powershell.exe -noexit "& 'c:\Data\ScheduledScripts\ShutdownVM.ps1'"

And put this line in a batch-file, and this works.

How to Run PowerShell Scripts, However, running scripts written by others or downloaded from the Internet can be a risky activity – the level of access that a PowerShell script has to your  You can’t associate PS1 scripts with PowerShell and the only way to run a script is to right-click it and select the run option. Double-clicking it will open it in Notepad. This is great for a security measure but annoying if you want a PowerShell script to execute when a scheduled task is run.

How to Write and Run Scripts in the Windows PowerShell ISE , How to create and run scripts. You can open and edit Windows PowerShell files in the Script Pane. Specific file types of interest in Windows  Before running any scripts on a new PowerShell installation, you must first set an appropriate Execution Policy, e.g. Set-ExecutionPolicy RemoteSigned If the script has been downloaded from the internet and saved as a file then you may also need to right click on the script, select properties, then unblock .

How to Run a script - PowerShell, How-to: Run a PowerShell script. There are several ways to run a PowerShell script. Before running any scripts on a new PowerShell installation, you must first​  Put it in the same path as SQLExecutor.ps1 and from now on you can run it by simply double-clicking on run.cmd. Note: If you require command line arguments inside the run.cmd batch, simply pass them as %1 %9 (or use %* to pass all parameters) to the powershell script, i.e.

Executing PowerShell Scripts FAQ and Tips & Tricks, Method 2: Drag & drop. Open a PowerShell window; Drag & drop the script from within File Explorer or from your Desktop into the PowerShell 

Comments
  • Start the powershell as you would have started cmd. Now you can execute the myscript.ps1 script as any executable there in (in powershell window), i.e. .\myscript.ps1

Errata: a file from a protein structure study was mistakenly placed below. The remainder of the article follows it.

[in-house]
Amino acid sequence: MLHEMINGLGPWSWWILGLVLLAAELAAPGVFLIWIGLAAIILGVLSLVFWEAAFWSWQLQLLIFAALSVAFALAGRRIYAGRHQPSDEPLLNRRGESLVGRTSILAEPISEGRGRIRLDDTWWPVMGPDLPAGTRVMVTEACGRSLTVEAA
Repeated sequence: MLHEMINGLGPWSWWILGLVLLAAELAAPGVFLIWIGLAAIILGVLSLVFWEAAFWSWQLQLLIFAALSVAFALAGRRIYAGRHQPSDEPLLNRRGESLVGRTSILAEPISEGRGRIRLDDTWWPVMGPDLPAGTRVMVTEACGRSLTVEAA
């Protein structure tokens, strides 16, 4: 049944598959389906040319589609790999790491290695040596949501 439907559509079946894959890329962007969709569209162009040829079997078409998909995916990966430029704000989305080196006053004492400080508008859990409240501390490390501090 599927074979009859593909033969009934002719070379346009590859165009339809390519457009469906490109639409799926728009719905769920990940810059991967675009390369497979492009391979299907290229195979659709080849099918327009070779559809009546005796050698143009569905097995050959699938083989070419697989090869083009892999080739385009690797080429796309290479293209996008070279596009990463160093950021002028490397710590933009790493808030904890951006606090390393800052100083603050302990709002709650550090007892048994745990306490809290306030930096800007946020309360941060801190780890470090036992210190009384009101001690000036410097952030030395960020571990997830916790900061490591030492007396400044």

• Your blog post link did it. I have to use powershell -noexit "& "C:\yada_yada\run_import_script.ps1" (notice the three double quotes) I don't really understand why, but at this point, I don't really care :) Thanks a lot!
  • What exactly does the "& do?
  • According to technet.microsoft.com/en-us/library/ee176949.aspx, the '&' is for "If you actually want to execute that string value (that is, if you want to run the script whose path is enclosed in double quotes) you need to preface the path with the Call operator (the ampersand)."
  • none of these worked for me until I bypassed powershell's default executionpolicy for my freshly-created unsigned script. Among other things this required restarting powershell As Administrator. Totally agree with @LukePuplett - it's brilliant to make the simplest use-case take 20 minutes of googling and futzing around. And the error messages! Apparently these guys worked at IBM... in the 70's.
  • As stated in a comment below, the execution policy has to be bypassed. One of the items that is not discussed here is how to run a powershell script from a command line passing in a parameter. To do this: type powershell -executionpolicy bypass ".\myscript.ps1 yadayadayada"
  • Is there a way to add parameters to such an invocation?
  • You should just be able to trail the args after the script file path. From the PowerShell.exe usage - [-File <filePath> <args>]
  • "cannot be loaded because the execution of scripts is disabled on this system. Please see "get-help about_signing" fo r more details."
  • If you haven't enabled PowerShell script execution on your system add the parameter -ExecutionPolicy Bypass
  • FYI this also works for PowerShell 1.0 in my experience (Windows 2012 Server)
  • Also, include the -nologo option to get rid of the startup banner
  • This should be executed in a powershell as powershell -executionpolicy bypass -File .\Test.ps1 assuming you current working directory contains Test.ps1
  • Useful trick when security policies don't allow script execution.